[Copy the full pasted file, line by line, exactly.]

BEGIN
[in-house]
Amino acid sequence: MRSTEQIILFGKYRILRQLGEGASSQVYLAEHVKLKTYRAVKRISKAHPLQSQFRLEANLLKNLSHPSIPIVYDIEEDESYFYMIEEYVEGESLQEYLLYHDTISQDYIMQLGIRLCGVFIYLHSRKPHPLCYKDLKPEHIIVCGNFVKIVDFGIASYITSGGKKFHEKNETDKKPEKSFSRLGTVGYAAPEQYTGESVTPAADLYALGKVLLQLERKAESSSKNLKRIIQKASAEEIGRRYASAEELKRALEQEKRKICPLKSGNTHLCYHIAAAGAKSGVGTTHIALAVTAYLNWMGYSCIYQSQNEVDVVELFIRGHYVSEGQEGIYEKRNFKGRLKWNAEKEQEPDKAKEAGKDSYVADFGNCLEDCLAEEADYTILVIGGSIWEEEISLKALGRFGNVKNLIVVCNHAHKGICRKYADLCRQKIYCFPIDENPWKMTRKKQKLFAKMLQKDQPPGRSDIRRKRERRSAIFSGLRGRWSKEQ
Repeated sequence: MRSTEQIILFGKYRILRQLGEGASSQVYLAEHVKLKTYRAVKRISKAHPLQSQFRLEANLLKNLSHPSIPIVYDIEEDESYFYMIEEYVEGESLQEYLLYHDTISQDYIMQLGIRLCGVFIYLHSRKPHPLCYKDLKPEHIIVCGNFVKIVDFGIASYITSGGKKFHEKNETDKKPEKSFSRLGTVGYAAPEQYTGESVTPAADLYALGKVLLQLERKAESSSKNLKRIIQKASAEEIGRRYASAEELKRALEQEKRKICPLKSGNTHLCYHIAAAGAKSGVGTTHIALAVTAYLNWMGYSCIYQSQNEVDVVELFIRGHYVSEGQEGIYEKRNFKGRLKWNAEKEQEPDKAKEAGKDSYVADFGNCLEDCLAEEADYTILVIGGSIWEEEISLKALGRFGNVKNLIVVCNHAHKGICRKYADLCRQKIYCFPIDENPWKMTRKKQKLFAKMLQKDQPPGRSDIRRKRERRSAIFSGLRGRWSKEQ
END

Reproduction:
[in-house]
Amino acid sequence: MRSTEQIILFGKYRILRQLGEGASSQVYLAEHVKLKTYRAVKRISKAHPLQSQFRLEANLLKNLSHPSIPIVYDIEEDESYFYMIEEYVEGESLQEYLLYHDTISQDYIMQLGIRLCGVFIYLHSRKPHPLCYKDLKPEHIIVCGNFVKIVDFGIASYITSGGKKFHEKNETDKKPEKSFSRLGTVGYAAPEQYTGESVTPAADLYALGKVLLQLERKAESSSKNLKRIIQKASAEEIGRRYASAEELKRALEQEKRKICPLKSGNTHLCYHIAAAGAKSGVGTTHIALAVTAYLNWMGYSCIYQSQNEVDVVELFIRGHYVSEGQEGIYEKRNFKGRLKWNAEKEQEPDKAKEAGKDSYVADFGNCLEDCLAEEADYTILVIGGSIWEEEISLKALGRFGNVKNLIVVCNHAHKGICRKYADLCRQKIYCFPIDENPWKMTRKKQKLFAKMLQKDQPPGRSDIRRKRERRSAIFSGLRGRWSKEQ
Repeated sequence: MRSTEQIILFGKYRILRQLGEGASSQVYLAEHVKLKTYRAVKRISKAHPLQSQFRLEANLLKNLSHPSIPIVYDIEEDESYFYMIEEYVEGESLQEYLLYHDTISQDYIMQLGIRLCGVFIYLHSRKPHPLCYKDLKPEHIIVCGNFVKIVDFGIASYITSGGKKFHEKNETDKKPEKSFSRLGTVGYAAPEQYTGESVTPAADLYALGKVLLQLERKAESSSKNLKRIIQKASAEEIGRRYASAEELKRALEQEKRKICPLKSGNTHLCYHIAAAGAKSGVGTTHIALAVTAYLNWMGYSCIYQSQNEVDVVELFIRGHYVSEGQEGIYEKRNFKGRLKWNAEKEQEPDKAKEAGKDSYVADFGNCLEDCLAEEADYTILVIGGSIWEEEISLKALGRFGNVKNLIVVCNHAHKGICRKYADLCRQKIYCFPIDENPWKMTRKKQKLFAKMLQKDQPPGRSDIRRKRERRSAIFSGLRGRWSKEQ